At the time, only a small number of countries—predominantly Western European countries, Australia, Canada and the U.S.—saw meaningful economic growth. In fact, research suggests that between 1 CE and 1800 CE the majority of places around the world saw miniscule economic growth (only 0.04% annually).

By 1975, global income distribution became bimodal. Most citizens in developing countries lived below the poverty line, while most in developed countries lived above it, with incomes nearly 10 times higher on average. Post-WWII growth was unusually rapid across developed countries.

Fast forward just 40 years to 2015 and world income distribution changed again. As incomes rose faster in poorer countries than developed ones, many people were lifted out of poverty. Between 1975 and 2015, poverty declined faster than at any other time. Still, steep inequality persisted.

A Tale of Different Economic Outputs

Even as global income distribution has started to even out, economic output has trended in the opposite direction.

As the above interactive chart shows, GDP per capita was much more equal across regions in the 19th century, when it sat around $1,100 per capita on a global basis. Despite many people living below the poverty line during these times, the world also had less wealth to go around.

Today, the global average GDP per capita sits at close to $15,212 or about 14 times higher, but it is not as equally distributed.

At the highest end of the spectrum are Western and European countries. Strong economic growth, greater industrial output, and sufficient legal institutions have helped underpin higher GDP per capita numbers. Meanwhile, countries with the lowest average incomes have not seen the same levels of growth.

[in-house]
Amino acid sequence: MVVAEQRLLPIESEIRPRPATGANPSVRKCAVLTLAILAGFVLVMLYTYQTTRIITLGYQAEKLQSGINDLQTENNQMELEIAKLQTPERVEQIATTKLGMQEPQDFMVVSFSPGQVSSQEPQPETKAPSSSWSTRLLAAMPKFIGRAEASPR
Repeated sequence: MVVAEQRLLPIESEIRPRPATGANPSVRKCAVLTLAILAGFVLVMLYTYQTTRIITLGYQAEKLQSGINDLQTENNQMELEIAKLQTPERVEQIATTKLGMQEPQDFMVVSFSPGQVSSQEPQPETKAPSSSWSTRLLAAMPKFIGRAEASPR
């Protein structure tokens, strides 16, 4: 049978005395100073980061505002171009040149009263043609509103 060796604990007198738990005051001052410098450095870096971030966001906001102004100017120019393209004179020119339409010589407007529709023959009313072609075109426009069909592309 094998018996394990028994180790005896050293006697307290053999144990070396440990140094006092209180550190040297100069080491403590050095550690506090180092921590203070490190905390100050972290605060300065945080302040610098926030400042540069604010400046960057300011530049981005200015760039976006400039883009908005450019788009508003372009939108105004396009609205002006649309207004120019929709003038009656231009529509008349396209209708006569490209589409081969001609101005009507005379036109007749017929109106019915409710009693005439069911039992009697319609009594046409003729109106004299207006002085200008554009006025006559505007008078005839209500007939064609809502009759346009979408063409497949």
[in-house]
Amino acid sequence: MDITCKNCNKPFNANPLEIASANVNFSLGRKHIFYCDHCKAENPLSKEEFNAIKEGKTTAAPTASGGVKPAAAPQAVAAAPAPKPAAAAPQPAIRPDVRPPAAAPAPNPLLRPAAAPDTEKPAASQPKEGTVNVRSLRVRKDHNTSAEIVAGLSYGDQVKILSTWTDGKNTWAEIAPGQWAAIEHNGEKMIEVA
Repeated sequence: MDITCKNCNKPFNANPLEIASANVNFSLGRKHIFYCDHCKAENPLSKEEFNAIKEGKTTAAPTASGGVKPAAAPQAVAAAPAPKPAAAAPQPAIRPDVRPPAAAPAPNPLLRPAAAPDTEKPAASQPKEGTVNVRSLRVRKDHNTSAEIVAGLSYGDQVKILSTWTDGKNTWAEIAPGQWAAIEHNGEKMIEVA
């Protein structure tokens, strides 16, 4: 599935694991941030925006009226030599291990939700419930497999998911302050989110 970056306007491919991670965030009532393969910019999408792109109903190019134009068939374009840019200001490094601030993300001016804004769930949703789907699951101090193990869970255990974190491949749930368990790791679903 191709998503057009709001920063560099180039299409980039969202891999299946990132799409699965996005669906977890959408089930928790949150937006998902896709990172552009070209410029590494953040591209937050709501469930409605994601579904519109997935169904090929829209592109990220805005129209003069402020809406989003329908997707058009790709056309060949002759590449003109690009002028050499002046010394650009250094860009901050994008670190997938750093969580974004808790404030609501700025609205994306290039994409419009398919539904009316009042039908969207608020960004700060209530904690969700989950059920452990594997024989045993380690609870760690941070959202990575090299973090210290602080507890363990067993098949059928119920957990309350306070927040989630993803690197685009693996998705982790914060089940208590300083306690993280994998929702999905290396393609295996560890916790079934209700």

This highlights that poverty, and economic prosperity, is heavily influenced by where one lives.

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Mapped: The 10 Largest Gold Mines in the World, by Production

Gold mining companies produced over 3,500 tonnes of gold in 2021. Where in the world are the largest gold mines?

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The 10 Largest Gold Mines in the World, by Production

This was originally posted on Elements. Sign up to the free mailing list to get beautiful visualizations on natural resource megatrends in your email every week.

Gold mining is a global business, with hundreds of mining companies digging for the precious metal in dozens of countries.

But where exactly are the largest gold mines in the world?